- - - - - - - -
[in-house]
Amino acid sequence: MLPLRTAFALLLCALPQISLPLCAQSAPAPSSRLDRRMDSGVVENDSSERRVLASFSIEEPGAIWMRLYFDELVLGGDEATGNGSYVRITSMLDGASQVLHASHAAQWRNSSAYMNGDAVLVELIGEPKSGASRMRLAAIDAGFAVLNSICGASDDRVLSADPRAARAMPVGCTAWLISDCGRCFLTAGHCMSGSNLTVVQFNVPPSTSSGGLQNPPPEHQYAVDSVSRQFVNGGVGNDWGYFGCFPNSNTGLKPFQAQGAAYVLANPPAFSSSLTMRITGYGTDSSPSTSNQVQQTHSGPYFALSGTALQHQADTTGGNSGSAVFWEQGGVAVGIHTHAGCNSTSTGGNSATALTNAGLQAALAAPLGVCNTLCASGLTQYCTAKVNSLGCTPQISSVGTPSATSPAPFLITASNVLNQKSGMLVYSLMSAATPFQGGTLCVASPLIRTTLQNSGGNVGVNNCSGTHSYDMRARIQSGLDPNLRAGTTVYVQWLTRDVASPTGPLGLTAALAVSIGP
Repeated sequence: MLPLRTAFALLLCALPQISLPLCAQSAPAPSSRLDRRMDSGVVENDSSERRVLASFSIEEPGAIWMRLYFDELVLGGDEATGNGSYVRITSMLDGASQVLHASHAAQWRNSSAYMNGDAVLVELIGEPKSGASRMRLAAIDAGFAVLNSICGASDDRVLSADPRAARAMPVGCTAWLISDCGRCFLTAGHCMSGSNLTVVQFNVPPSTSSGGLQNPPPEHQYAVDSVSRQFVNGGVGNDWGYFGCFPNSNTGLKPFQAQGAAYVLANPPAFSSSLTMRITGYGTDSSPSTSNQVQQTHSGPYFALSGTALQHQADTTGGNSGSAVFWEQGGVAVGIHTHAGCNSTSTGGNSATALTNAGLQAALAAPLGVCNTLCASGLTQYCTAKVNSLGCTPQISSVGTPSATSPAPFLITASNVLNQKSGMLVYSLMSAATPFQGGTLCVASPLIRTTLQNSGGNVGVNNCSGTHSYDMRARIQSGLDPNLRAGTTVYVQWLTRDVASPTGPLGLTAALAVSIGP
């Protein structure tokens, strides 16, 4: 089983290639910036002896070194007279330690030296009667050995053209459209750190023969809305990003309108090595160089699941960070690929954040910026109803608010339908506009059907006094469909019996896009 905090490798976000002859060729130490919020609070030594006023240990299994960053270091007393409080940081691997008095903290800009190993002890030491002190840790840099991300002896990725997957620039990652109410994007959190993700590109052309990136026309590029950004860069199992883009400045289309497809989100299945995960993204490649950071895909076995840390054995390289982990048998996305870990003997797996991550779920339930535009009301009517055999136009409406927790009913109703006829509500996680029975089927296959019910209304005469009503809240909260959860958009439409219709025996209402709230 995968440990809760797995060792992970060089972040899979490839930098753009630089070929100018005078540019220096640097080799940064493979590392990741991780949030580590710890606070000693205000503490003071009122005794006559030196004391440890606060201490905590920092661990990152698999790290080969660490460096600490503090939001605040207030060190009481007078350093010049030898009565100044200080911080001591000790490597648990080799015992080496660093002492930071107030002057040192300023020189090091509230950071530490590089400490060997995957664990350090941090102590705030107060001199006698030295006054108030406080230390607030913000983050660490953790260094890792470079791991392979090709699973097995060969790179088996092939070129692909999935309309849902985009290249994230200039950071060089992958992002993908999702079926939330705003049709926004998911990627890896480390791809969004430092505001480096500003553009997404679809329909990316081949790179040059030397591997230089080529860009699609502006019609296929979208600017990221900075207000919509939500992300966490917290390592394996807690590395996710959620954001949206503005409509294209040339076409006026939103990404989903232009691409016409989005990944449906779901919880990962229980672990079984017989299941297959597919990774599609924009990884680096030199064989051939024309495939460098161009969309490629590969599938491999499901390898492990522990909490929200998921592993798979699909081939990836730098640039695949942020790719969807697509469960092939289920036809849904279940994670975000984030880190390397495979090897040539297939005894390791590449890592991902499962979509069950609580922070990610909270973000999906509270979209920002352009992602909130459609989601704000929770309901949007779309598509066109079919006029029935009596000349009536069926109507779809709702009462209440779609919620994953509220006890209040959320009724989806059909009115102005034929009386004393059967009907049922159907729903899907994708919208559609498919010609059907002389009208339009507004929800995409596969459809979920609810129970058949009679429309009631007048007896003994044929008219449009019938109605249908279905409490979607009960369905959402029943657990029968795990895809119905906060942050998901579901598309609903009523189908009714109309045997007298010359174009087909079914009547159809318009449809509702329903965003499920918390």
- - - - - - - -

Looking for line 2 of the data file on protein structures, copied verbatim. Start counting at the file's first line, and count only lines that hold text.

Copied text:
Amino acid sequence: MLPLRTAFALLLCALPQISLPLCAQSAPAPSSRLDRRMDSGVVENDSSERRVLASFSIEEPGAIWMRLYFDELVLGGDEATGNGSYVRITSMLDGASQVLHASHAAQWRNSSAYMNGDAVLVELIGEPKSGASRMRLAAIDAGFAVLNSICGASDDRVLSADPRAARAMPVGCTAWLISDCGRCFLTAGHCMSGSNLTVVQFNVPPSTSSGGLQNPPPEHQYAVDSVSRQFVNGGVGNDWGYFGCFPNSNTGLKPFQAQGAAYVLANPPAFSSSLTMRITGYGTDSSPSTSNQVQQTHSGPYFALSGTALQHQADTTGGNSGSAVFWEQGGVAVGIHTHAGCNSTSTGGNSATALTNAGLQAALAAPLGVCNTLCASGLTQYCTAKVNSLGCTPQISSVGTPSATSPAPFLITASNVLNQKSGMLVYSLMSAATPFQGGTLCVASPLIRTTLQNSGGNVGVNNCSGTHSYDMRARIQSGLDPNLRAGTTVYVQWLTRDVASPTGPLGLTAALAVSIGP